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Nelson Historical Society Journal, Volume 2, Issue 6, April 1973

Wakapuaka Native Reserve

Wakapuaka Native Reserve

A mile or so along the Cable Bay road from Hira can be seen the lines of boundary fences which still follow the original survey. This line extends from The Glen right across the hills to the Whangamoa River and all the land to the north of it was reserved for the Maori people. The eastern boundary follows the Whangamoa River from this line right to the sea coast. This survey was not accomplished without some opposition. The Happy Valley locality was tapu to the Maori people and the Ngatiawa chief, Paremata, strenuously opposed the surveying and occupation of the district by the pakehas. Paremata had apparently feared that his people would lose all their land. In July, 1843, a house belonging to a man named Coburn was torn down by the Maori people apparently in the belief that it was on their land. When Governor Fitzroy visited Nelson in February, 1844, he met the Maori chiefs from Wakapuaka and Golden Bay and they apparently had a fairly satisfactory interview. The Governor assured them that they would not be deprived of their pas and cultivations, nor of land not legally sold. He was a little disconcerted when Paremata announced that the Waimea had not been fairly sold, but he assured the chief that Spain would soon settle the Nelson claims.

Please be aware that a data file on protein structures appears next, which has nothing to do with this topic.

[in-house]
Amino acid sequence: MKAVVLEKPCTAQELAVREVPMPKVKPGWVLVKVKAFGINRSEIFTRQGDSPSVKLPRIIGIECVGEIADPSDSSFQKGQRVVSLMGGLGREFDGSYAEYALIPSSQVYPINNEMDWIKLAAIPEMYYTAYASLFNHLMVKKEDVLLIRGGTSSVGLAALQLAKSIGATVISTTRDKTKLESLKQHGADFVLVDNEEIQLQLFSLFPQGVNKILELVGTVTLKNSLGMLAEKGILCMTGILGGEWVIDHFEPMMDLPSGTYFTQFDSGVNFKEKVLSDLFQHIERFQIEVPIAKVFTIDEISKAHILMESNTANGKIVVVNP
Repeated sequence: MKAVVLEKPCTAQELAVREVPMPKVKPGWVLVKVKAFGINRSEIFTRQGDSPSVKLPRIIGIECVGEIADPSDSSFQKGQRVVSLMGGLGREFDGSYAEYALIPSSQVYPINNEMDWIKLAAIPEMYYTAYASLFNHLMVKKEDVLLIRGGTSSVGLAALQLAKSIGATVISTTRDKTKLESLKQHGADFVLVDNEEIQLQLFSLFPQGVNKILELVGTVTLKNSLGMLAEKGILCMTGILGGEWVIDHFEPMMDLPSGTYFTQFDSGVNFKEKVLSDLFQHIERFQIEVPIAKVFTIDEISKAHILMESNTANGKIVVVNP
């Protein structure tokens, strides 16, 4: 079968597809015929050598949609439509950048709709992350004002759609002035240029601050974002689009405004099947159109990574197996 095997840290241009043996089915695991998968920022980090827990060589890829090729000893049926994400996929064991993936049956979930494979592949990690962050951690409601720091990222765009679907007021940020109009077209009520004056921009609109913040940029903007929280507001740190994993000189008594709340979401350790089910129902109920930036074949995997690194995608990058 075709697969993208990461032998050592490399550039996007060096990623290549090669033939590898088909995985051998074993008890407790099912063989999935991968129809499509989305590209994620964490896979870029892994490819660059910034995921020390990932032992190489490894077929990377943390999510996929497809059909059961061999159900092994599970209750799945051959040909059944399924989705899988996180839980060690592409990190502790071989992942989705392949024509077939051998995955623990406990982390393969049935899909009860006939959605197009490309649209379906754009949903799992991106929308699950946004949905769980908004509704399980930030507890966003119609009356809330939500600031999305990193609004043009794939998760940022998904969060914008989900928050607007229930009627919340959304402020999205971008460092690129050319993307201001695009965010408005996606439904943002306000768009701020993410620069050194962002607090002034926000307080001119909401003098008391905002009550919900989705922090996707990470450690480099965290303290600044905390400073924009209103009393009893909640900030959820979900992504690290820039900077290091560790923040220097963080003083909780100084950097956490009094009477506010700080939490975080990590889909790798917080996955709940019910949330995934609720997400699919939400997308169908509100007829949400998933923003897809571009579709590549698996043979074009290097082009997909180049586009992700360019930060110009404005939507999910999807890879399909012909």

In January 1845 Paremata and a few of his followers visited all the settlers in the Happy Valley and informed them that they must quit the land immediately or that the natives would destroy their homes and make kai (food) of the inhabitants. Meanwhile the survey was held up but after some days of discord and damage about one hundred volunteers rode out from Nelson to give support to the surveyors. Meanwhile the Church of England clergymen, Messrs. Reay and Butt, had gone out and prevailed upon the chief to change page 21his attitude. No further difficulties were put in the way of the surveyors but Paremata took the move so badly that, when the settlers moved into the recently surveyed land, he and his followers left for the North Island. The Maoris would not live in this tapu district and did not want the pakehas to settle there either.

Actually Paremata was an interesting character we seldom hear of. He was one of the local chiefs and closely related to Huria Matenga. He accompanied Te Puoho on an expedition down the West Coast to Otago and to what is now known as Southland. Te Puoho was killed and Paremata was taken prisoner. Later he was restored to his people at Wakapuaka. Paremata blamed some of his people for being the indirect cause of Te Puoho's death and tried to drive some of his tribe away from Wakapuaka. One of his tribesmen fired at Paremata but he was not seriously hurt and lived for many years afterwards, and died at Moutoa near the present town of Foxton.

J. D. Peart states, 'Te Puoho and Paremata te Wahapiro were the outstanding men of the Ngatitama tribe, and it is right that their existence should not be forgotten by Nelson people, partly owing to their feats of prowess on the battlefield, but more particularly on account of their close relationship to Huria Matenga, whose name will go down honoured by generations of Nelsonians yet to be. There are numerous descendants of Paremata living at Porirua and Wellington, but Julia Martin was the last of the line who sprang from Te Puoho.'